Make sure the jig is snug. If not it'll roll and you'll cut a crooked slot or more likely, never get it back exactly and have to slightly reposition the final resting spot for the front sight.
Cut in the 45 degree angles first...fine tooth blade and don't expect to keep that saw blade more than several site slots. The jig, like a file trim die, is so much harder than files and saw blades that when the blade bottoms in the cut, it immediatly starts to knock the edge off the teeth of saw and file. (Read that, dispose of blades often, use yer old, old files only for this job....no sense ruining expensive files or worse, expensive parts with dull blades and files later.)
Angle cuts completed with the hacksaw, front and rear.
After cutting in the angles, clean out most of the remaining metal with progressive side by side cuts of the saw. You can't go too deep, the jig establishes the final depth. Course, you have to know the thickness of the barrel an leave enough metal in the roof of the barrel....I like at least 80 thousands or more on the muzzle...but I've seen plenty of guns from the factory with as little as 25 thousands in the roof and they lasted for years and years and years.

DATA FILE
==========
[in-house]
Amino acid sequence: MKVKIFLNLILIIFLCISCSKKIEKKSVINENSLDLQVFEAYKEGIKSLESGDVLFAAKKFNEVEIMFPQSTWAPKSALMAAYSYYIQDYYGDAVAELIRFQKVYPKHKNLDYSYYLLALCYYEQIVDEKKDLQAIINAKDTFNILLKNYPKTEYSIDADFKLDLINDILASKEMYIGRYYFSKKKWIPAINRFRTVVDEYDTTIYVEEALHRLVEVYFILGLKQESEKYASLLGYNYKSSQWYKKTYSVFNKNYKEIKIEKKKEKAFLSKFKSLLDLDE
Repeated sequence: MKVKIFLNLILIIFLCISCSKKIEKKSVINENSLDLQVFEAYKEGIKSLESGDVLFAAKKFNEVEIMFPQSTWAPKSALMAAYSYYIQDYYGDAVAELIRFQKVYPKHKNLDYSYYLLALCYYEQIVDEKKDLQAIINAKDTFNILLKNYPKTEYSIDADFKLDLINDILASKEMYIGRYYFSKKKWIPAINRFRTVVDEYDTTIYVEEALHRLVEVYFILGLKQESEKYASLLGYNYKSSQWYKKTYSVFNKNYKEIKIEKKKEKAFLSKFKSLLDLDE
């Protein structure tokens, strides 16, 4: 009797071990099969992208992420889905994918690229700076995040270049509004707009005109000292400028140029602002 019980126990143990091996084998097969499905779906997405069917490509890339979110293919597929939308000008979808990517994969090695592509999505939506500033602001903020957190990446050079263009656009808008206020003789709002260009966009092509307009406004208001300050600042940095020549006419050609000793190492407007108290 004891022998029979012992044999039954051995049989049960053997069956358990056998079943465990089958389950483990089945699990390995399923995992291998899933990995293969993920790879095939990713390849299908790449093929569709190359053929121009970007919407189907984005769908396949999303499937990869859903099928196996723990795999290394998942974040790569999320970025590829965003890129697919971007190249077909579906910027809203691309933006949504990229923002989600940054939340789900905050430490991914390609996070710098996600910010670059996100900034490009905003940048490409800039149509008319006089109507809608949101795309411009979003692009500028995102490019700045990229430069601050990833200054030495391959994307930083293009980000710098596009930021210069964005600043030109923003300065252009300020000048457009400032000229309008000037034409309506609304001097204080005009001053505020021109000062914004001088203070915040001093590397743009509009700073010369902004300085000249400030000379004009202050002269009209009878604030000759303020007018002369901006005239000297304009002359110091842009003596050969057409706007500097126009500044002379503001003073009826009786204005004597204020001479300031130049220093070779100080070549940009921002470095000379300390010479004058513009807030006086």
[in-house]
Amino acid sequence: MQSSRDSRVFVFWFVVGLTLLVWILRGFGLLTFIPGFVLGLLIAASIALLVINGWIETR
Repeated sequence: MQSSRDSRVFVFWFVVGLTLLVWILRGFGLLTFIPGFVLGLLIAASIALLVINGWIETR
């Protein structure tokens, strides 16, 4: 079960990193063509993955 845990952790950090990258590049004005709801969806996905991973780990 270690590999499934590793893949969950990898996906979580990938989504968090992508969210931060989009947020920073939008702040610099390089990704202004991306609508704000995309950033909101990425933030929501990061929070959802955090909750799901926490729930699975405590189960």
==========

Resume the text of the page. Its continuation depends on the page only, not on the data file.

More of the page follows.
Clean up the area between the angles with progressively finer files.
Do a good job working in the angles with a small fine cut triangular file. It cleans up the bottom too. You'll know when you're done, every stroke sings and the file no longer "grabbs" at the softer metal of the barrel.
Don't pull the jig unless you are sure the dovetail slot is done. Once pulled, its near impossible to get it back on right for a cleaner cut and cleaner cuts without the jig in place go from wrong to darn ugly really fast.